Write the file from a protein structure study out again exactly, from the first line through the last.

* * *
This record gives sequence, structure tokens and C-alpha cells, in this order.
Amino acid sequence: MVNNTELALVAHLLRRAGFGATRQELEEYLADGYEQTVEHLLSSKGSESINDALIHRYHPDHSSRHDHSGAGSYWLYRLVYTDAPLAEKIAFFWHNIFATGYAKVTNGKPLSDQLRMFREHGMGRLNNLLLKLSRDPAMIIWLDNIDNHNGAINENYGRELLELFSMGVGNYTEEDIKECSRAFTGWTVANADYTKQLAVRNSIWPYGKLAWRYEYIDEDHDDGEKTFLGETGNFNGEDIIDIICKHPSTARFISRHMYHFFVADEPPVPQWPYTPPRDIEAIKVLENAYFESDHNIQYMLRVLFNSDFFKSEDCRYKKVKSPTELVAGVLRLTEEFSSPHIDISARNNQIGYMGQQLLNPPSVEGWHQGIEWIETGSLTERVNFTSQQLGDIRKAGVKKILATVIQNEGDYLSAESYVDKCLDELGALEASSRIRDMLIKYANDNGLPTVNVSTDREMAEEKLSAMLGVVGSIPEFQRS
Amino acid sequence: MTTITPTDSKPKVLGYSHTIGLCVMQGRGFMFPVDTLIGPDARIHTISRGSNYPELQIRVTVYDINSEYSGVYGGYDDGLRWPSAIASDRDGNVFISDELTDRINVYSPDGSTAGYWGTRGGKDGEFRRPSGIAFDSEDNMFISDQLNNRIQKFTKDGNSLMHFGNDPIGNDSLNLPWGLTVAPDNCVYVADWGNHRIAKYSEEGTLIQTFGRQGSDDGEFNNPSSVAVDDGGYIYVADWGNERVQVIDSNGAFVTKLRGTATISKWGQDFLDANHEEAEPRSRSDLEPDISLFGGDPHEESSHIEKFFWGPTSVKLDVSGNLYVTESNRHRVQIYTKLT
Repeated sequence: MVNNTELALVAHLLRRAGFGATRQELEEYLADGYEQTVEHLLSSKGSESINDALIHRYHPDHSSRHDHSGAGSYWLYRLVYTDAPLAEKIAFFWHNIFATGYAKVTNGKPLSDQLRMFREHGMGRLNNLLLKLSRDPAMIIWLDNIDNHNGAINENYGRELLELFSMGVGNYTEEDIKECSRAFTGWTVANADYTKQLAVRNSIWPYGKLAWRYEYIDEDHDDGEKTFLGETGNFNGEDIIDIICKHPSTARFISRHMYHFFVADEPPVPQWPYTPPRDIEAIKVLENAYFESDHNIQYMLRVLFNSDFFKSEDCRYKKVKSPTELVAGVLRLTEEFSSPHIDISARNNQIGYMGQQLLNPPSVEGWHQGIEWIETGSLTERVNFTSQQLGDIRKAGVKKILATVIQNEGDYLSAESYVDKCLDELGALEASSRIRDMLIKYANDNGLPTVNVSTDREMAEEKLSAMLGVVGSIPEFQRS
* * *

This record gives sequence, structure tokens and C-alpha cells, in this order.
Amino acid sequence: MVNNTELALVAHLLRRAGFGATRQELEEYLADGYEQTVEHLLSSKGSESINDALIHRYHPDHSSRHDHSGAGSYWLYRLVYTDAPLAEKIAFFWHNIFATGYAKVTNGKPLSDQLRMFREHGMGRLNNLLLKLSRDPAMIIWLDNIDNHNGAINENYGRELLELFSMGVGNYTEEDIKECSRAFTGWTVANADYTKQLAVRNSIWPYGKLAWRYEYIDEDHDDGEKTFLGETGNFNGEDIIDIICKHPSTARFISRHMYHFFVADEPPVPQWPYTPPRDIEAIKVLENAYFESDHNIQYMLRVLFNSDFFKSEDCRYKKVKSPTELVAGVLRLTEEFSSPHIDISARNNQIGYMGQQLLNPPSVEGWHQGIEWIETGSLTERVNFTSQQLGDIRKAGVKKILATVIQNEGDYLSAESYVDKCLDELGALEASSRIRDMLIKYANDNGLPTVNVSTDREMAEEKLSAMLGVVGSIPEFQRS
Amino acid sequence: MTTITPTDSKPKVLGYSHTIGLCVMQGRGFMFPVDTLIGPDARIHTISRGSNYPELQIRVTVYDINSEYSGVYGGYDDGLRWPSAIASDRDGNVFISDELTDRINVYSPDGSTAGYWGTRGGKDGEFRRPSGIAFDSEDNMFISDQLNNRIQKFTKDGNSLMHFGNDPIGNDSLNLPWGLTVAPDNCVYVADWGNHRIAKYSEEGTLIQTFGRQGSDDGEFNNPSSVAVDDGGYIYVADWGNERVQVIDSNGAFVTKLRGTATISKWGQDFLDANHEEAEPRSRSDLEPDISLFGGDPHEESSHIEKFFWGPTSVKLDVSGNLYVTESNRHRVQIYTKLT
Repeated sequence: MVNNTELALVAHLLRRAGFGATRQELEEYLADGYEQTVEHLLSSKGSESINDALIHRYHPDHSSRHDHSGAGSYWLYRLVYTDAPLAEKIAFFWHNIFATGYAKVTNGKPLSDQLRMFREHGMGRLNNLLLKLSRDPAMIIWLDNIDNHNGAINENYGRELLELFSMGVGNYTEEDIKECSRAFTGWTVANADYTKQLAVRNSIWPYGKLAWRYEYIDEDHDDGEKTFLGETGNFNGEDIIDIICKHPSTARFISRHMYHFFVADEPPVPQWPYTPPRDIEAIKVLENAYFESDHNIQYMLRVLFNSDFFKSEDCRYKKVKSPTELVAGVLRLTEEFSSPHIDISARNNQIGYMGQQLLNPPSVEGWHQGIEWIETGSLTERVNFTSQQLGDIRKAGVKKILATVIQNEGDYLSAESYVDKCLDELGALEASSRIRDMLIKYANDNGLPTVNVSTDREMAEEKLSAMLGVVGSIPEFQRS